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The European High Performance Computing Joint Undertaking (EuroHPC JU)
Press release30 January 2024European High-Performance Computing Joint Undertaking3 min read

EuroHPC JU launches procurement for a new quantum computer in France

The European High Performance Computing Joint Undertaking (EuroHPC JU) has launched a call for tender for the installation of the EuroQCS-France photonic quantum computer, a new EuroHPC quantum computer to be located in France.

Visual announcing the launch of the procurement of a new EuroHPC quantum computer in France

EuroQCS-France will be a digital, photonic quantum computer, offering at least 10 physical qubits. The system will be hosted by GENCI (Grand Equipement National de Calcul Intensif, France), installed and operated at TGCC (Très Grand Centre de calcul du CEA (Commissariat à l’énergie atomique et aux énergies alternatives, France)), one of the three national computing centres operated by CEA in France. This quantum computer will be coupled with the GENCI supercomputer Joliot-Curie.

The EuroQCS-France photonic system will be available to a wide range of European end-users, from the scientific community to industry and the public sector. It will allow the exploration of numerous hybrid HPC-Quantum Computing workloads for topics such as electromagnetic simulation, structural mechanics, engine combustion, material simulation, meteorology and earth observation. This  upcoming  infrastructure will support the development of a wide range of applications with industrial, scientific and societal relevance for Europe, adding new capabilities to the European supercomputing infrastructure.

The acquisition and integration of quantum computers into existing HPC data centres is EuroHPC’s first initiative in directly procuring quantum computing hardware which will be owned by the EuroHPC JU.

In November 2023, the EuroHPC JU also launched a call for proposals on European Quantum Excellence Centres (QECs) to establish knowledge hubs for quantum computing and thus fostering the development of a quantum computing ecosystem. The call is open until 14 May 2024. To complement the upcoming quantum infrastructure, additional calls targeting the development of hybrid HPC-Quantum Computing middleware technologies, as well as hybrid algorithms and applications are planned for the near future, ensuring a holistic approach for the development of a European quantum computing ecosystem.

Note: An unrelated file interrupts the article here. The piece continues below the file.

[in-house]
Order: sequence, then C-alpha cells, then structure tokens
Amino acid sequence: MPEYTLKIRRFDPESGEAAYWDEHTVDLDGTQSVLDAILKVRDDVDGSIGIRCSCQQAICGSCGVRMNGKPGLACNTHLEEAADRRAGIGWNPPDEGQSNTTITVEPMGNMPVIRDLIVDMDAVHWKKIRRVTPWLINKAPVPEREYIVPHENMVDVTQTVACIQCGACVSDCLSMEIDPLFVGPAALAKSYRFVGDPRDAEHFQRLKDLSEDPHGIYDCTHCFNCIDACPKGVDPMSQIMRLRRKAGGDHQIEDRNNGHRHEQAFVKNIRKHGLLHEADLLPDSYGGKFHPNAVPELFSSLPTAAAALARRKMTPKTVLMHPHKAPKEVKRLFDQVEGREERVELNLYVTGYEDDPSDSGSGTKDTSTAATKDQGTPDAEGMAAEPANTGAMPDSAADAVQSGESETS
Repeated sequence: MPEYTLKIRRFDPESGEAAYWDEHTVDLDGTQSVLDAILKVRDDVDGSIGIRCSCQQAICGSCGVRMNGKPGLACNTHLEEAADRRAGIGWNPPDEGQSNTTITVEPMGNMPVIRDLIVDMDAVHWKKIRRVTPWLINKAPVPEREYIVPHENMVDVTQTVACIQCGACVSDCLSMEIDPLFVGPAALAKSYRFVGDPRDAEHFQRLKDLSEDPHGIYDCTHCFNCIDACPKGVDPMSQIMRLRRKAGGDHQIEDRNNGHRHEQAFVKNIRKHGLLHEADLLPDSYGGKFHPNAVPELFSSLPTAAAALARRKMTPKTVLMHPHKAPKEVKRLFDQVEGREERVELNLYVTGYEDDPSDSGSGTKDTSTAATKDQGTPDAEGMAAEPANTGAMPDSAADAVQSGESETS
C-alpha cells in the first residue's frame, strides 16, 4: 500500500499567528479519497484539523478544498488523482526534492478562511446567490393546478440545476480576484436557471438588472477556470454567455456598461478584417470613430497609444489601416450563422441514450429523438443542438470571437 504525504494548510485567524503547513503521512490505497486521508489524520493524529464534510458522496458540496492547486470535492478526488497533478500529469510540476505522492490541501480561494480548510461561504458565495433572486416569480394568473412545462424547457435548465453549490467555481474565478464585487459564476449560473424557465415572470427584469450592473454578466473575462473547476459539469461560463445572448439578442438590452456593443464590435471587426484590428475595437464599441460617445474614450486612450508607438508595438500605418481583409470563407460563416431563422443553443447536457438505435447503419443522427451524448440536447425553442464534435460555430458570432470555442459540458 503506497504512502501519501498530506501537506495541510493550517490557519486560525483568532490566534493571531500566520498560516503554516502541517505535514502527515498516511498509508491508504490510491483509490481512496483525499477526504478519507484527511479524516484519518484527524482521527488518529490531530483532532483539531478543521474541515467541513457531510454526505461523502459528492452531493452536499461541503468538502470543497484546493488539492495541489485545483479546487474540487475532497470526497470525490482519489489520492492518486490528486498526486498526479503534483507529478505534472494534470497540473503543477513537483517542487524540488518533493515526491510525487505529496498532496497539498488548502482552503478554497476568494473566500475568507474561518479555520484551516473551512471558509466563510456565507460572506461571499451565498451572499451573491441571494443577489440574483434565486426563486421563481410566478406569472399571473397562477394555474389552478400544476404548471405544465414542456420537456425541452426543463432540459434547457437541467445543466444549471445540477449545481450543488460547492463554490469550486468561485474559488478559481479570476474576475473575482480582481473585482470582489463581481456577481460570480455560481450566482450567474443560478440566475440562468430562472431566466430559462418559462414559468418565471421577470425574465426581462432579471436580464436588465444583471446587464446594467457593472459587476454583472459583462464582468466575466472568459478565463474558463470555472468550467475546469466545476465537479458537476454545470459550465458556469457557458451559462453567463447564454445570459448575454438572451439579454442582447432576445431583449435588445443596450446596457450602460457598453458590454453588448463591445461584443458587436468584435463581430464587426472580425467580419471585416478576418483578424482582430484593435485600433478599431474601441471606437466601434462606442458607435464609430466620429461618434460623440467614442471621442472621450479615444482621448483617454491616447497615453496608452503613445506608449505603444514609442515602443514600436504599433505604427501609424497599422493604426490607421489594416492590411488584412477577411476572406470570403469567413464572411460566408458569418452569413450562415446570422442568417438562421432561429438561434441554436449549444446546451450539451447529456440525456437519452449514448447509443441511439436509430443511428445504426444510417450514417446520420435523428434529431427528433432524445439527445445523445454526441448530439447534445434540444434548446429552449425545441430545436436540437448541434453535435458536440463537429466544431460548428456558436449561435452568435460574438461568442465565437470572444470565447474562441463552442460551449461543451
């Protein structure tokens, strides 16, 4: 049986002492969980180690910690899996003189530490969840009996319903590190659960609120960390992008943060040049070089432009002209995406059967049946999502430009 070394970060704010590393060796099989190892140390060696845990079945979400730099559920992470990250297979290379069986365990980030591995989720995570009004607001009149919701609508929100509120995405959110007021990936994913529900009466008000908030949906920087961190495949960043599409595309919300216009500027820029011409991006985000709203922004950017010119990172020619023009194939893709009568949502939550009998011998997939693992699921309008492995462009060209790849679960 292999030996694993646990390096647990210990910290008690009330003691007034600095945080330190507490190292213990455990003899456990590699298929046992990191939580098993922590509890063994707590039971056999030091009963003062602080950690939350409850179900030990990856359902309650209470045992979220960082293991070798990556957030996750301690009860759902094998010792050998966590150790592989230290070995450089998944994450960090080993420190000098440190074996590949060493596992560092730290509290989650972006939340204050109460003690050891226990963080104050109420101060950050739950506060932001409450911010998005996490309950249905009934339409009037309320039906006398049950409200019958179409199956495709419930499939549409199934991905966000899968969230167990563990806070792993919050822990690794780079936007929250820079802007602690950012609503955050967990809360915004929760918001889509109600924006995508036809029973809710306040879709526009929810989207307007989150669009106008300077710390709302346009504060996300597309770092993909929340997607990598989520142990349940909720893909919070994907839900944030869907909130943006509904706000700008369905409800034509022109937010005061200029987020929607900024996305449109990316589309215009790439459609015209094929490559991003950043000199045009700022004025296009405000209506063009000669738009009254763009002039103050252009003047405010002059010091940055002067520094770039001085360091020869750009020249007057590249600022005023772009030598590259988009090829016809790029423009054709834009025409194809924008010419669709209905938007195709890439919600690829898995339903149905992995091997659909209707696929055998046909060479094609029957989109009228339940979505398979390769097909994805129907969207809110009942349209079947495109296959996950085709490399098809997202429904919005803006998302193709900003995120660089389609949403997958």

More details

The EuroQCS-France consortium is led by GENCI as hosting entity and CEA as hosting site, with the University Politehnica of Bucharest (UPB, Romania), Forschungszentrum Jülich (FZJ, Germany) and Irish Centre for High- End Computing (ICHEC, Ireland) as members.

The total cost of the system is EUR 11.4 million and will be co-funded by the EuroHPC JU and France.

The closing date for submission of an application to tender is 7th March 2024 at 16:00.

More information can be found on the Funding & tender opportunities portal .


On 27 June 2023, the EuroHPC JU signed hosting agreements with six sites across Europe to host & operate EuroHPC quantum computers.

The selection of six hosting entities followed the view of offering the widest possible variety of different European quantum computing platforms and hybrid classical-quantum architectures, giving Europe the opportunity to be at the forefront of this emerging field, and to provide European users with access to diverse and complementary quantum technologies.

This initiative offers a novel interpretation of quantum computers as accelerator platforms in genuine HPC environments. The foreseen integration will require essential R&D developments towards a hybrid software stack managing both HPC and quantum computing workloads.  During the integration work, all Hosting Entities will collaborate closely with European Standardisation bodies.

These six quantum computers will come on top of two analogue quantum simulators currently being deployed within the EuroHPC JU project HPCQS which are based on neutral atoms, supplied by the French company PASQAL. HPCQS is the first initiative towards a federated European quantum computing infrastructure, tightly integrating two quantum computers, each controlling 100-plus qubits in the Tier-0 HPC systems Joliot-Curie of GENCI and the JUWELS modular supercomputer at the Julich Supercomputing Centre (JSC). 

The EuroHPC JU is a legal and funding entity, created in 2018 and reviewed in 2021 by means of Council Regulation (EU) 2021/1173, with the mission to:

  • develop, deploy, extend and maintain in the EU a world-leading federated, secure and hyper-connected supercomputing, quantum computing, service and data infrastructure ecosystem;
  • support the development and uptake of demand-oriented and user-driven innovative and competitive supercomputing system based on a supply chain that will ensure components, technologies and knowledge limiting the risk of disruptions and the development of a wide range of applications optimised for these systems;
  • widen the use of that supercomputing infrastructure to a large number of public and private users and support the development of key HPC skills for European science and industry.

In order to equip Europe with a world-leading supercomputing infrastructure, the EuroHPC JU has already procured nine supercomputers, located across Europe. Three of these EuroHPC supercomputers are now ranked among the world’s top 10 most powerful supercomputers: LUMI in Finland, Leonardo in Italy and MareNostrum 5 in Spain.

Additional supercomputers are underway including a EuroHPC exascale supercomputer, to be hosted by the Jules Verne consortium in France.


Publication date
30 January 2024
European High-Performance Computing Joint Undertaking